Man accused of killing Sayreville councilwoman had falling-out with her church


The man accused of shooting Sayreville Councilwoman Eunice Dwumfour earlier this year will remain in jail ahead of a trial after an emotional detention hearing in New Brunswick where additional details about their relationship were revealed.

Rashid Ali Bynum pleaded not guilty in Superior Court in Middlesex County Monday August 28 morning, nearly three months after his arrest and more than six months after allegedly killing Dwumfour outside of her Sayreville apartment. Bynum, 28, of Virginia, was ordered to remain in jail as murder and weapons charges against him are pending, with Judge Joseph Paone citing the “brutally horrific” nature of the alleged crime.

The detention hearing in the New Brunswick courtroom was unusually long, ending with an outburst and brief scuffle in the area where Dwumfour’s family and friends were seated as Bynum was about to be escorted out of the courtroom. One person was detained by a sheriff’s officer while Bynum left and the courtroom emptied.

While it was previously reported that Dwumfour and Bynum knew each other through a church Bible study group called Fire Congress Fellowship, additional details on their relationship were revealed in court. The councilwoman had been a leader in the Champions Royal Assembly in Newark, an offshoot of a megachurch based in Nigeria. Fire Congress Fellowship was a Bible study organization that she had created.

Dwumfour recruited Bynum to the church while both were living in Virginia, Assistant Prosecutor Amber Gibbs said. The two returned to New Jersey, where Dwumfour had previously lived, and Bynum lived with Dwumfour for a period of time, Gibbs said.

But the relationship between Bynum and the church quickly soured, Gibbs said. Bynum went back to Virginia shortly after that.

It remains unclear what might have motivated Bynum to allegedly return to New Jersey and shoot Dwumfour outside her home. As Byrum was being escorted out of the court, a loud thud could be heard behind Bynum, followed by a small scuffle. Dwumfour’s mother, Mary, sitting in the front row was leaning over the barrier as sheriff’s officers quickly approached. She was asked to stay behind while other family members filed out of the courtroom.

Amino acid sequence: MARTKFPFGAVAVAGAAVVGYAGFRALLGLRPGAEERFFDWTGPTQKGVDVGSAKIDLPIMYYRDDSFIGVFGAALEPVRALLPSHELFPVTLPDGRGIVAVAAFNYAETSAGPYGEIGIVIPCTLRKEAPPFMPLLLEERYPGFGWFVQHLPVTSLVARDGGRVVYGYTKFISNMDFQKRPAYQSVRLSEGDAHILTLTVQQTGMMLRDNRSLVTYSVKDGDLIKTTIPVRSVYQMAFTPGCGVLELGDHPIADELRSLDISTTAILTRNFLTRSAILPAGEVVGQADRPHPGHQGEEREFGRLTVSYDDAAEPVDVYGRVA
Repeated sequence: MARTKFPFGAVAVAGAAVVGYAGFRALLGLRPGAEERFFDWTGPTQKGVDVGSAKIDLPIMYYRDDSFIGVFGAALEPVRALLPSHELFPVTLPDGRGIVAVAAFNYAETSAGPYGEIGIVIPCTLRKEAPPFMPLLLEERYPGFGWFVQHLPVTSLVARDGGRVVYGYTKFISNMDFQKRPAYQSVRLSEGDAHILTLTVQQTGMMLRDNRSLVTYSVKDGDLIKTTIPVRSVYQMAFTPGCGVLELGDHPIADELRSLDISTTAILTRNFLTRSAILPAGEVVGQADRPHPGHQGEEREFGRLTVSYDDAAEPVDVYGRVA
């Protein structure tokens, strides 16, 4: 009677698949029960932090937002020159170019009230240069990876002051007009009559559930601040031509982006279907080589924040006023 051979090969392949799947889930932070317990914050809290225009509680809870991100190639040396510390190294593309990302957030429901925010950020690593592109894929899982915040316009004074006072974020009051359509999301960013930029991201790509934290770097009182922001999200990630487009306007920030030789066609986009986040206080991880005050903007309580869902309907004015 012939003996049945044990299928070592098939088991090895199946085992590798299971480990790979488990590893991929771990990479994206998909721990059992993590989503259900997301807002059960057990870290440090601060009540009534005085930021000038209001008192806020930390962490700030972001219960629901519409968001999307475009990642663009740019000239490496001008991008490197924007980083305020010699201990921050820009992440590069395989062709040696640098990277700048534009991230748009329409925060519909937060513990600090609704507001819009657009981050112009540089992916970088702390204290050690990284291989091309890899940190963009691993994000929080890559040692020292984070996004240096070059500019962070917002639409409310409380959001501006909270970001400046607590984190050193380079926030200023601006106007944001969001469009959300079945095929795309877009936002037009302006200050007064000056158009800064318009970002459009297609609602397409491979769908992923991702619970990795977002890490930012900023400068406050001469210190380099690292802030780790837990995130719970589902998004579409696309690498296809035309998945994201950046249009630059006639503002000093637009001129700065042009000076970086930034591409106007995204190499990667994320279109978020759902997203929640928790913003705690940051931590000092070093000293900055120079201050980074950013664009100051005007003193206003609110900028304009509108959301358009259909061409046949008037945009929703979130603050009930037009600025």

Mary was handcuffed and taken into processing at the courthouse to be charged with a disorderly person’s offense in municipal court, said local attorney and former state assemblyman John Wisniewski in a press conference after the hearing.

“I think it was unfortunate and I think the Sheriff’s Office should’ve used better judgment,” Wisniewski said. “The entire family is very emotional,” said Wisniewski, adding Monday was the first time they were “in close proximity” with the person who allegedly killed Dwumfour. “It’s very traumatic and very upsetting for them.”

On the evening of Feb. 1, residents of the townhouse complex in Central Jersey where Dwumfour lived said they saw a man argue with her at the driver’s side window on the night of the murder and then heard at least six shots.

The councilwoman was found with multiple gunshot wounds in her white Nissan SUV that rolled down the hill on Check Avenue near her townhome before crashing into two other parked vehicles on Samuel Drive. She was pronounced dead at the scene, according to authorities. One witness who called 911 described a figure escaping over a brick retaining wall separating the complex from the Garden State Parkway.

Bynum, of Portsmouth, Virginia, was arrested in May outside a residence in Chesapeake City, Virginia, without incident, officials said. During the detention hearing, Bynum sat silently, his head tucked down and face hidden behind his hair. He did not move as Dwumfour’s family and friends sobbed openly in the row behind him and his lawyers spoke to the judge.

The detention hearing, which is typically held within the first week of a defendant being charged, had already been postponed several times, said Bynum’s lawyer, Thomas Ashley. He attempted to argue for another postponement, saying Bynum’s defense team did not have enough time to review the evidence and a month was not enough time to prepare for the detention hearing.

“The defendant does not have the right to delay proceedings and stop this case from moving forward,” said Gibbs, the assistant prosecutor. Bynum’s lawyer argued that the evidence detailed in the state’s probable cause affidavit — a document that lays out why a defendant is being charged with a crime — was circumstantial and did not prove the defendant had killed Dwumfour.

Gibbs said Dwumfour was shot 14 times while sitting in her car outside of her apartment, just moments after her daughter and a friend had gotten out of the car. Members of Dwumfour’s family cried openly as the assistant prosecutor spoke, wiping away tears as sheriff’s officers offered them boxes of tissues.

“Jesus,” a family member said, crying as Gibbs gave details of the shooting.

Bynum had an extensive criminal history, including two restraining orders taken out against him after Dwumfour’s death, and a previous failure to appear in court, making him a danger to the community, Gibbs argued. Bynum’s next court date is scheduled for Oct. 30.


Posted by on Aug 30 2023. Filed under Breaking News. You can follow any responses to this entry through the RSS 2.0. You can leave a response or trackback to this entry

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